Watch The Remains of the Day
- 2 hr 14 min
The Remains of the Day, directed by James Ivory and based on the novel of the same name by Kazuo Ishiguro, is a poignant exploration of love, loyalty, and regret. The film stars Anthony Hopkins as Stevens, a longtime butler at the sprawling Darlington Hall estate in England, and Emma Thompson as Miss Kenton, the head housekeeper with whom he shares a complicated and ultimately unfulfilled relationship.
The story takes place in the mid-1950s, as Stevens embarks on a road trip to visit Miss Kenton, whom he hasn't seen since she left Darlington Hall some twenty years earlier. As he travels through the English countryside, he looks back on his life at the estate and the events that led him to where he is now.
Throughout the film, we see Stevens as an almost robotic figure, fiercely dedicated to his duties as a butler and to the man he serves, Lord Darlington (played by James Fox). He prides himself on his professionalism and his ability to maintain the strict hierarchy and protocol of the household, even as social and political tensions begin to mount in the lead-up to World War II.
Meanwhile, Miss Kenton is his opposite in almost every way: warm, emotional, and more willing to challenge the status quo. She and Stevens develop a complicated relationship, at once full of mutual respect and affection, but also characterized by missed opportunities and unspoken feelings.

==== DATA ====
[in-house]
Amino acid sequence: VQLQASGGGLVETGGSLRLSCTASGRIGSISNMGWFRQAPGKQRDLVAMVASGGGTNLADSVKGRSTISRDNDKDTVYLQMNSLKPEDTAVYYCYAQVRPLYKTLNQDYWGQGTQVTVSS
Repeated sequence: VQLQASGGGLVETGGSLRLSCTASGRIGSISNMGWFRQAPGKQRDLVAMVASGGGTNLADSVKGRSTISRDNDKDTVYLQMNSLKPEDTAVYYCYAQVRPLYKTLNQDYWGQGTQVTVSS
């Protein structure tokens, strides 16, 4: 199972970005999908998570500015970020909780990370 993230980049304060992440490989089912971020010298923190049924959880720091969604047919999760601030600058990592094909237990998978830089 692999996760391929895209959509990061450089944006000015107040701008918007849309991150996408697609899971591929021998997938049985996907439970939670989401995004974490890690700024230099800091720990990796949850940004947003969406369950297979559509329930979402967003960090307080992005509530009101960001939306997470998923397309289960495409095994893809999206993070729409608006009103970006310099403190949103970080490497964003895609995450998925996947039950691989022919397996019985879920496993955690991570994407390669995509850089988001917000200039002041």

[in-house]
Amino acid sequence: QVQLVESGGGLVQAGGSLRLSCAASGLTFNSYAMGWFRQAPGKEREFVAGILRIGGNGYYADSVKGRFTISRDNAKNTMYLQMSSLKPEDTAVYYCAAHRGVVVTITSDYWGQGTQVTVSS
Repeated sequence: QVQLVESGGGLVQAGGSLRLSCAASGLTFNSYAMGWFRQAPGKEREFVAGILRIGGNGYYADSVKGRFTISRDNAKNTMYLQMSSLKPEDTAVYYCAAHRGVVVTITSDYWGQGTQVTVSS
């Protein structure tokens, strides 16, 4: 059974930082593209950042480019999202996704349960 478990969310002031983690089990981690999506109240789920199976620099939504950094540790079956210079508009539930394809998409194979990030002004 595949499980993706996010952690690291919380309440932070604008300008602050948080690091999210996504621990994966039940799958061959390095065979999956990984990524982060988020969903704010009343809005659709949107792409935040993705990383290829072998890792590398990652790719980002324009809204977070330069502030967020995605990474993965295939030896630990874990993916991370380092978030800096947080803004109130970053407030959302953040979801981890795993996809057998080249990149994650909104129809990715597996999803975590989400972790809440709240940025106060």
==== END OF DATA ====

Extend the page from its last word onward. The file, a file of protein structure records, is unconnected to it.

As the story progresses, we see how the events of the war and Lord Darlington's involvement with the Nazi party begin to take their toll on both Stevens and Miss Kenton. They both become caught up in a world where their duties and loyalties are complicated by politics and morality, and end up making choices that they come to regret.
By the time Stevens reaches Miss Kenton's new home at the end of his journey, there is a palpable sense of melancholy and regret that hangs over the entire film. Hopkins and Thompson give masterful performances, imbuing their characters with a sense of depth and complexity that make them feel very human, despite their very different approaches to life.
The cinematography is also stunning, capturing the beauty of the English countryside and the grandeur of Darlington Hall itself. The film is a meditation on the passing of time, and the way that the choices we make can haunt us long after the fact. It's a heartbreaking yet beautiful story, and one that stays with you long after the credits have rolled.
Overall, The Remains of the Day is a masterpiece of British filmmaking, and a must-see for anyone interested in exploring the complexities of human relationships and the ways in which our choices shape our lives.
The Remains of the Day is a 1993 drama with a runtime of 2 hours and 14 minutes. It has received mostly positive reviews from critics and viewers, who have given it an IMDb score of 7.8 and a MetaScore of 86.